Tricky Treats: Halloween candy and wine pairing

Halloween CandyIt’s that time of year when orange Halloween tchotchkes are everywhere, and costumed kids beg for candy at your door. Just for fun this year, plop down on a lawn chair with your plastic pumpkin filled with various candy, grab a glass of wine and harangue the Sponge Bob/Avatar characters passing in the street. But what to drink with Halloween candy? I can’t say this was an easy question to answer, but it was a queasy one. Mixing various candy together with several types of wine in one stomach proved not a job for the diabetic or the gastronomically challenged but a necessary one to warn readers of the do’s and don’ts.

Since there are no traditional guidelines when pairing candy with wine, we started with nothing but ideas and opinions. I didn’t think any white wine would complement our selection of candy since white wines have too much acidity to match well with sweeter items. Sauvignon Blanc proved too acidic, but a slightly sweeter, less acidic Chenin Blanc surprised us by matching perfectly with cherry and watermelon Jolly Ranchers. Who knew?

You might ask what “matching perfectly” means. When wine and food complement each other, it’s like a great couple. No flavor characteristic gets overshadowed by either party, and imperfections are balanced out by each other. For instance, drinking a bold, tannic Cabernet with a salt-seasoned steak creates a wonderful flavor combo, since the salt suppresses the bitterness in wine, allowing the fruit to show through.

The fruit in the Chardonnay, often a difficult wine to match with any food, shimmied up affectionately to the traditionally Halloween candy corns. The softness of the oaky, buttery California Chardonnay didn’t overpower the candy.

When we delved into the red wines, that’s when the fun began. Reese’s, with its chocolate and peanut butter coupling, proved the most difficult candy to mate, but the Oregon Pinot Noir came close, as well as the Argentinean Malbec (some recommendations). Mounds, the coconut item for the tasting, loved everything in the lighter red category. The fruity, Californian Merlot and the French Beaujolais tasted really spectacular with the dark chocolate coating and soft, sweet coconut. California Cabernet Sauvignon also liked the dark chocolate of the Mounds. This last one was the biggest shocker.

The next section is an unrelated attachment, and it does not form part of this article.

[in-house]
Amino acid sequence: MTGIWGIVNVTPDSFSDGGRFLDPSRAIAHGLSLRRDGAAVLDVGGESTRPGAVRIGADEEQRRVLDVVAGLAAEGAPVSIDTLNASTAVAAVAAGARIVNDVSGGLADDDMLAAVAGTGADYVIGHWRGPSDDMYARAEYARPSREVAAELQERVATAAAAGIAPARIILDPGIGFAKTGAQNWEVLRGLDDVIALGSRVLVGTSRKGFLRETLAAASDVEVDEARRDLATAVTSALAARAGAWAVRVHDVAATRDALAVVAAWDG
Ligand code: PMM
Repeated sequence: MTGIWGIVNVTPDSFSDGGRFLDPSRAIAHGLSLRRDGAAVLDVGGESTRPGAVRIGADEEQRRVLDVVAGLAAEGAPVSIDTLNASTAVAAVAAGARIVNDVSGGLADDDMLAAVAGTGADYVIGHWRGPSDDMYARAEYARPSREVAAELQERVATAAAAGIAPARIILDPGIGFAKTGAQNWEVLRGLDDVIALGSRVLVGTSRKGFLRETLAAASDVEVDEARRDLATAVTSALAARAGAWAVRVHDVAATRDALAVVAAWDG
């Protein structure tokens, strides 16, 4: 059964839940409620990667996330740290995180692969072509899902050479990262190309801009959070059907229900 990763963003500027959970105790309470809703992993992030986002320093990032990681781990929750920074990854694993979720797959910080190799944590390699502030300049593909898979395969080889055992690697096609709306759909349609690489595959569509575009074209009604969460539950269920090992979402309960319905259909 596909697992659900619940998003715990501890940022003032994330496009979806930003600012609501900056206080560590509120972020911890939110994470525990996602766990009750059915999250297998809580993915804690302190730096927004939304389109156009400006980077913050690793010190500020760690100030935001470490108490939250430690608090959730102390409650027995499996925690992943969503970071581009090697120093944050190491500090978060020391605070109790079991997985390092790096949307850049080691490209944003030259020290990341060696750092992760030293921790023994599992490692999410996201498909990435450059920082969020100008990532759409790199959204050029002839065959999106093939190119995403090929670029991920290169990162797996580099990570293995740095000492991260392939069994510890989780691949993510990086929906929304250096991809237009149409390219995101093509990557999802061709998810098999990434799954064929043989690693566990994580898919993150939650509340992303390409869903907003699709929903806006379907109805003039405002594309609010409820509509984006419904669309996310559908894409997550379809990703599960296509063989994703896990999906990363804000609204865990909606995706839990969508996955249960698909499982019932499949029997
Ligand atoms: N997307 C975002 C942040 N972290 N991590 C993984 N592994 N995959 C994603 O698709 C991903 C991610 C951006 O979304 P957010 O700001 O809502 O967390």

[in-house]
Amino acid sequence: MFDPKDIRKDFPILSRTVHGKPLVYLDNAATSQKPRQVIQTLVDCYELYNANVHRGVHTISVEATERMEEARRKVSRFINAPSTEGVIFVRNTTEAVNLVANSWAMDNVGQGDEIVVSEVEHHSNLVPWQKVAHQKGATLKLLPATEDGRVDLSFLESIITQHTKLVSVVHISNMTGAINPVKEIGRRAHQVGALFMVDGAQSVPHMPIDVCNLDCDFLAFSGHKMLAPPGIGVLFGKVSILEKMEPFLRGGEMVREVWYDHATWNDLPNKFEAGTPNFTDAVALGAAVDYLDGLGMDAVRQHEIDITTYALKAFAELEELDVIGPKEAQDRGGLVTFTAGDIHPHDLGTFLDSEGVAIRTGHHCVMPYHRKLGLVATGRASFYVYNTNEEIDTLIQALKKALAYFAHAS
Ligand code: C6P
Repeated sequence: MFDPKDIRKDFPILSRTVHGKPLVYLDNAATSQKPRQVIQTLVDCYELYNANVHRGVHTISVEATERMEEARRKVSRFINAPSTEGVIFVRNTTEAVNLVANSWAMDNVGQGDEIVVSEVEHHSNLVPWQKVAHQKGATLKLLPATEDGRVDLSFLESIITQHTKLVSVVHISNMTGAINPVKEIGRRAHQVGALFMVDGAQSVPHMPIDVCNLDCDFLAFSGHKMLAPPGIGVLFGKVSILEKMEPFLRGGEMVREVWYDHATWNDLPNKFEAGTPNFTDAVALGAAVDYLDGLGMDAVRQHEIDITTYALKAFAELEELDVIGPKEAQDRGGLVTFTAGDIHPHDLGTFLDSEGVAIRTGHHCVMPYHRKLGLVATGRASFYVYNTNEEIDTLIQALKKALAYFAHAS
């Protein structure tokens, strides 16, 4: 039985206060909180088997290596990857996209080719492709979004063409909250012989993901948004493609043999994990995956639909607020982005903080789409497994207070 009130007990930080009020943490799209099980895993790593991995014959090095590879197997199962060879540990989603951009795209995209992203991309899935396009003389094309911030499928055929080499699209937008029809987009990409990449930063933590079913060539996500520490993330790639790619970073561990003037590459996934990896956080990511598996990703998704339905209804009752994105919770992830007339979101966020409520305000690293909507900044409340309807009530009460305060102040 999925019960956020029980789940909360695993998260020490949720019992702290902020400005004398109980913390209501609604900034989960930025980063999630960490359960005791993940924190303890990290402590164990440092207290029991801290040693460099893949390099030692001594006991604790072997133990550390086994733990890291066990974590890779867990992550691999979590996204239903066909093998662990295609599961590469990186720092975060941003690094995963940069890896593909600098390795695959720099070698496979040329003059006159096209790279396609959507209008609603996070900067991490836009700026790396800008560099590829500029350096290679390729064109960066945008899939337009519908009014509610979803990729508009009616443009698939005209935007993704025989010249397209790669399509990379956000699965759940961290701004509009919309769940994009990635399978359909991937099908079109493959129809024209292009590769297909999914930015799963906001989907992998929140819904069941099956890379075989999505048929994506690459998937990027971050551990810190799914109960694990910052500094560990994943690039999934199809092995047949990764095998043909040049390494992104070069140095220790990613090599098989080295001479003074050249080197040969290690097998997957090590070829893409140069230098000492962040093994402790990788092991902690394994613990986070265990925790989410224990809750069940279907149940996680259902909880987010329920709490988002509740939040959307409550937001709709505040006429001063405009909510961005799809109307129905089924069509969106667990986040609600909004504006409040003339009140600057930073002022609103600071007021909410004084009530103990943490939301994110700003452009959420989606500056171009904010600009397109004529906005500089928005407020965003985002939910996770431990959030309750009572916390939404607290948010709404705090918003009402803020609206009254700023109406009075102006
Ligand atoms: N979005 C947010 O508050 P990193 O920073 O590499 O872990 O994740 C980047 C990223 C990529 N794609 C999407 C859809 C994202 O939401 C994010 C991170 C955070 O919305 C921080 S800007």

Snickers was tough, because of the funky peanut addition. Salty peanuts are really best with beer, but add chocolate and nougat (whatever the hell that is), and you’ve got an alcoholic beverage dilemma. The best pairing, which still kinda sucked, was the California Cabernet. Even though the salt in the peanuts helped tame the tannins, the chocolate threw it off. If your candy of choice is Snickers, stick with sparkling wine.

Yes, if you want to be super sophisticated in front of the little costumed tots, drink a domestic sparkling wine or Extra Dry Champagne (see recommendations). The tart sweetness will balance out pretty much any candy — or any dish for that matter — making friends with all parties. The other adults will be wildly jealous as you savor every bite of your caramel filled Milky Way.



  1. I personally find the idea of mating wine, (carefully fermented with grapes treated like children) with this chemical Frankensteins we call candy quite revolting. I can`t even say how much cocoa mass there actually is in these chocolates. Many of these are simply colored organic esters made to smell/taste like some food, even fooling some that fruits actually taste like that.

    I am getting old and crotchety though, give me nice old world baked pastries, dried fruits, fruit preserves..even some nice berries/melons. now those are sweets that go with wine. Ok now I am hungry…time to eat

  2. @Rishi, I bet you’re fun at parties!


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